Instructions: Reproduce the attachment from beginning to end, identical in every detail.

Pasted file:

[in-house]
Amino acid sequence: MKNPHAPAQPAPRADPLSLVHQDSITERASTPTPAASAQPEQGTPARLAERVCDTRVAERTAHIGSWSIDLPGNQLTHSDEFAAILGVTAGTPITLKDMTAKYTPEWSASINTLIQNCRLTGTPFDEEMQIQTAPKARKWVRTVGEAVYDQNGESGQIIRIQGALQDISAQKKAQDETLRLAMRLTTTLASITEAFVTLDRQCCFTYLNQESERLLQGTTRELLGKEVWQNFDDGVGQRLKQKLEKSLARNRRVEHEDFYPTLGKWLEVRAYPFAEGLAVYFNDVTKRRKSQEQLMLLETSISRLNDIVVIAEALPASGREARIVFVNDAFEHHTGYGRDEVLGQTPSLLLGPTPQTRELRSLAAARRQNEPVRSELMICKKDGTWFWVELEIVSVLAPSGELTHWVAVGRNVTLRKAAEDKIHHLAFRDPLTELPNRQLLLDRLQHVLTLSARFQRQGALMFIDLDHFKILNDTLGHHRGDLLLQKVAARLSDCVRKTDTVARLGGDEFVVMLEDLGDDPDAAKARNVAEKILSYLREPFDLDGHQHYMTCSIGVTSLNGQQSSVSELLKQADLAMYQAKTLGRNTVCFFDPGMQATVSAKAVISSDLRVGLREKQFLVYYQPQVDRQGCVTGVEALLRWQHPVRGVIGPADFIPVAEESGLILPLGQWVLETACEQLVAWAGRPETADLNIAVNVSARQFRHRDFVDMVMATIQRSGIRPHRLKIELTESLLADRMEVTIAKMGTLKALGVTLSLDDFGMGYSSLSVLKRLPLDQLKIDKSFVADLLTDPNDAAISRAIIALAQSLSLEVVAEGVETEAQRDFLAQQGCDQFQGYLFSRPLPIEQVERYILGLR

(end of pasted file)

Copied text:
[in-house]
Amino acid sequence: MKNPHAPAQPAPRADPLSLVHQDSITERASTPTPAASAQPEQGTPARLAERVCDTRVAERTAHIGSWSIDLPGNQLTHSDEFAAILGVTAGTPITLKDMTAKYTPEWSASINTLIQNCRLTGTPFDEEMQIQTAPKARKWVRTVGEAVYDQNGESGQIIRIQGALQDISAQKKAQDETLRLAMRLTTTLASITEAFVTLDRQCCFTYLNQESERLLQGTTRELLGKEVWQNFDDGVGQRLKQKLEKSLARNRRVEHEDFYPTLGKWLEVRAYPFAEGLAVYFNDVTKRRKSQEQLMLLETSISRLNDIVVIAEALPASGREARIVFVNDAFEHHTGYGRDEVLGQTPSLLLGPTPQTRELRSLAAARRQNEPVRSELMICKKDGTWFWVELEIVSVLAPSGELTHWVAVGRNVTLRKAAEDKIHHLAFRDPLTELPNRQLLLDRLQHVLTLSARFQRQGALMFIDLDHFKILNDTLGHHRGDLLLQKVAARLSDCVRKTDTVARLGGDEFVVMLEDLGDDPDAAKARNVAEKILSYLREPFDLDGHQHYMTCSIGVTSLNGQQSSVSELLKQADLAMYQAKTLGRNTVCFFDPGMQATVSAKAVISSDLRVGLREKQFLVYYQPQVDRQGCVTGVEALLRWQHPVRGVIGPADFIPVAEESGLILPLGQWVLETACEQLVAWAGRPETADLNIAVNVSARQFRHRDFVDMVMATIQRSGIRPHRLKIELTESLLADRMEVTIAKMGTLKALGVTLSLDDFGMGYSSLSVLKRLPLDQLKIDKSFVADLLTDPNDAAISRAIIALAQSLSLEVVAEGVETEAQRDFLAQQGCDQFQGYLFSRPLPIEQVERYILGLR